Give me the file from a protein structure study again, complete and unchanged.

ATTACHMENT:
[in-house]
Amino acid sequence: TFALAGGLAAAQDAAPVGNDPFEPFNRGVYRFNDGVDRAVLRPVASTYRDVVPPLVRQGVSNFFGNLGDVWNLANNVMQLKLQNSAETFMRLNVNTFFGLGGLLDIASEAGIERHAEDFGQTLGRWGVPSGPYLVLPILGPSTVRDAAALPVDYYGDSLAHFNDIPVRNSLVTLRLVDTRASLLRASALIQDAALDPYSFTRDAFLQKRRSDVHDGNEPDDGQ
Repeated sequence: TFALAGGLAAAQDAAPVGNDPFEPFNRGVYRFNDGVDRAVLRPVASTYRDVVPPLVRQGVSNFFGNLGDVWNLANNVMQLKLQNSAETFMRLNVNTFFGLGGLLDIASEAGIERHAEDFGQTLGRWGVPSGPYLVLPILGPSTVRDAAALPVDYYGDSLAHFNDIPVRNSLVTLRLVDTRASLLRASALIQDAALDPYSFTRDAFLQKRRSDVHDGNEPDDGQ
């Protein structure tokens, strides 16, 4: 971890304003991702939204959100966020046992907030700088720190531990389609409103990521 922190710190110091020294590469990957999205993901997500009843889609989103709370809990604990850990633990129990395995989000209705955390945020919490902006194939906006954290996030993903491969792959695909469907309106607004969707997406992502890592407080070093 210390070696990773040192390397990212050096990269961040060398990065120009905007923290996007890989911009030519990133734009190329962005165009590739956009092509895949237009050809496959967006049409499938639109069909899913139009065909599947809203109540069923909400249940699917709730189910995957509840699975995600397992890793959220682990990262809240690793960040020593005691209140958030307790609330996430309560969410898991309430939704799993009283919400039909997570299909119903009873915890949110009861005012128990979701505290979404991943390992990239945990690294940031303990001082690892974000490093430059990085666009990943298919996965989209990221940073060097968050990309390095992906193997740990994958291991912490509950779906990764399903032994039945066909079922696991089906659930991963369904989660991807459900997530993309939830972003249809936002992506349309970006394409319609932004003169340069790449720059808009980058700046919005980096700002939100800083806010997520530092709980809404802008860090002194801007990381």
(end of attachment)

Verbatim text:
[in-house]
Amino acid sequence: TFALAGGLAAAQDAAPVGNDPFEPFNRGVYRFNDGVDRAVLRPVASTYRDVVPPLVRQGVSNFFGNLGDVWNLANNVMQLKLQNSAETFMRLNVNTFFGLGGLLDIASEAGIERHAEDFGQTLGRWGVPSGPYLVLPILGPSTVRDAAALPVDYYGDSLAHFNDIPVRNSLVTLRLVDTRASLLRASALIQDAALDPYSFTRDAFLQKRRSDVHDGNEPDDGQ
Repeated sequence: TFALAGGLAAAQDAAPVGNDPFEPFNRGVYRFNDGVDRAVLRPVASTYRDVVPPLVRQGVSNFFGNLGDVWNLANNVMQLKLQNSAETFMRLNVNTFFGLGGLLDIASEAGIERHAEDFGQTLGRWGVPSGPYLVLPILGPSTVRDAAALPVDYYGDSLAHFNDIPVRNSLVTLRLVDTRASLLRASALIQDAALDPYSFTRDAFLQKRRSDVHDGNEPDDGQ
């Protein structure tokens, strides 16, 4: 971890304003991702939204959100966020046992907030700088720190531990389609409103990521 922190710190110091020294590469990957999205993901997500009843889609989103709370809990604990850990633990129990395995989000209705955390945020919490902006194939906006954290996030993903491969792959695909469907309106607004969707997406992502890592407080070093 210390070696990773040192390397990212050096990269961040060398990065120009905007923290996007890989911009030519990133734009190329962005165009590739956009092509895949237009050809496959967006049409499938639109069909899913139009065909599947809203109540069923909400249940699917709730189910995957509840699975995600397992890793959220682990990262809240690793960040020593005691209140958030307790609330996430309560969410898991309430939704799993009283919400039909997570299909119903009873915890949110009861005012128990979701505290979404991943390992990239945990690294940031303990001082690892974000490093430059990085666009990943298919996965989209990221940073060097968050990309390095992906193997740990994958291991912490509950779906990764399903032994039945066909079922696991089906659930991963369904989660991807459900997530993309939830972003249809936002992506349309970006394409319609932004003169340069790449720059808009980058700046919005980096700002939100800083806010997520530092709980809404802008860090002194801007990381």